Japanese Migration to America

Hinata Shono Hanover College
Faculty Sponsor(s): Mi Yung Yoon Hanover College
Immigration is a historical and current event that continuously affects relationships between countries and conditions of an immigrant country in different ways. Currently, immigrants from Japan to the United States tend to be students and workers coming in for a short period of time. However, Japanese people started immigrating as labourers in the late 19th century. Japan used to be a closed country and avoided contact with foreign countries for more than a hundred years. After the visit of Matthew C. Perry who played an important role to dismantle Japan’s isolationist status, Japan started building a relationship with the U.S. Starting from the labor migration to Hawaii in 1868, the Japanese people immigrated mainly to the West Coast of North America. The purpose of this paper is to understand Japanese immigration from the historical context to explore the integration of Japanese immigrant generations into American society. How did Japanese immigrants come to the U.S.? What were the factors that helped Japanese immigrants sustain their lives in the American society? What legislation was enacted concerning Japanese Americans in the U.S.? Although Japanese immigrants were notable in creating Japanese communities and supporting each other financially, they had to encounter various restrictions from the U.S. government.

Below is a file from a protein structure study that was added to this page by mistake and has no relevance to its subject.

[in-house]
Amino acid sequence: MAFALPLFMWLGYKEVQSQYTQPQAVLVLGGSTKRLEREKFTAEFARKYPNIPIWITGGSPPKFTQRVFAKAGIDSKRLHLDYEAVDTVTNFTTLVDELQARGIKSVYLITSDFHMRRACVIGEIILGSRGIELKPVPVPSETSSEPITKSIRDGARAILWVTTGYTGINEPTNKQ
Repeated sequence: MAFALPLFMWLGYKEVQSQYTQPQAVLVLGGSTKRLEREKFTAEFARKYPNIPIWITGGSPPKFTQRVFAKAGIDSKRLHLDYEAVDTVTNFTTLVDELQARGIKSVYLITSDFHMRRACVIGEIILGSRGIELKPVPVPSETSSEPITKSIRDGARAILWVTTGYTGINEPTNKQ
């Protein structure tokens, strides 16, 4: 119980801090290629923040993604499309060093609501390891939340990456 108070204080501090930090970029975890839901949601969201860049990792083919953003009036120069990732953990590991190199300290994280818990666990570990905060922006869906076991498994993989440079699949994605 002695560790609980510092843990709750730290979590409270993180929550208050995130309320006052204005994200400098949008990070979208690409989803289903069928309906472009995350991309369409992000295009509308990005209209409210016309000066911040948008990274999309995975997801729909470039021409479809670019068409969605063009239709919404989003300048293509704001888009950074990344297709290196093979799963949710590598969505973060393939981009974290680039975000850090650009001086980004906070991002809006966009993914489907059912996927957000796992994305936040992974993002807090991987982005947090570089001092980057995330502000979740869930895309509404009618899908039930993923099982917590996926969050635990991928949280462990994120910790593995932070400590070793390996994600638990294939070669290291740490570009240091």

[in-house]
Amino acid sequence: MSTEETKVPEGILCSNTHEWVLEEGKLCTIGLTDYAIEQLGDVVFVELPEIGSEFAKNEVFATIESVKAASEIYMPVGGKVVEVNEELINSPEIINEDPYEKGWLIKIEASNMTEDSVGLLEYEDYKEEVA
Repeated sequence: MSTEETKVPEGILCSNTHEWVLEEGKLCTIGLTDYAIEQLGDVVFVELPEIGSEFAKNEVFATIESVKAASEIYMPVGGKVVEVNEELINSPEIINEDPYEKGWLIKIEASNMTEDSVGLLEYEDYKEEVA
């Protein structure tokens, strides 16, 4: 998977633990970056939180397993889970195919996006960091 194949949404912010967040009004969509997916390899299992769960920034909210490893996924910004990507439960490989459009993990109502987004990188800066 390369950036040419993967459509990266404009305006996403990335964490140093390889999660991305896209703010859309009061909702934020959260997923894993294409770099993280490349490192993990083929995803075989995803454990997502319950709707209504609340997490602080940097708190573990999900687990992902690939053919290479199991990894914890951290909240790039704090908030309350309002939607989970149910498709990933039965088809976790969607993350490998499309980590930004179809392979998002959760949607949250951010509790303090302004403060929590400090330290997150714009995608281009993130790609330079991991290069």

Oral Presentation

When & Where

01:30 PM
Jordan Hall 201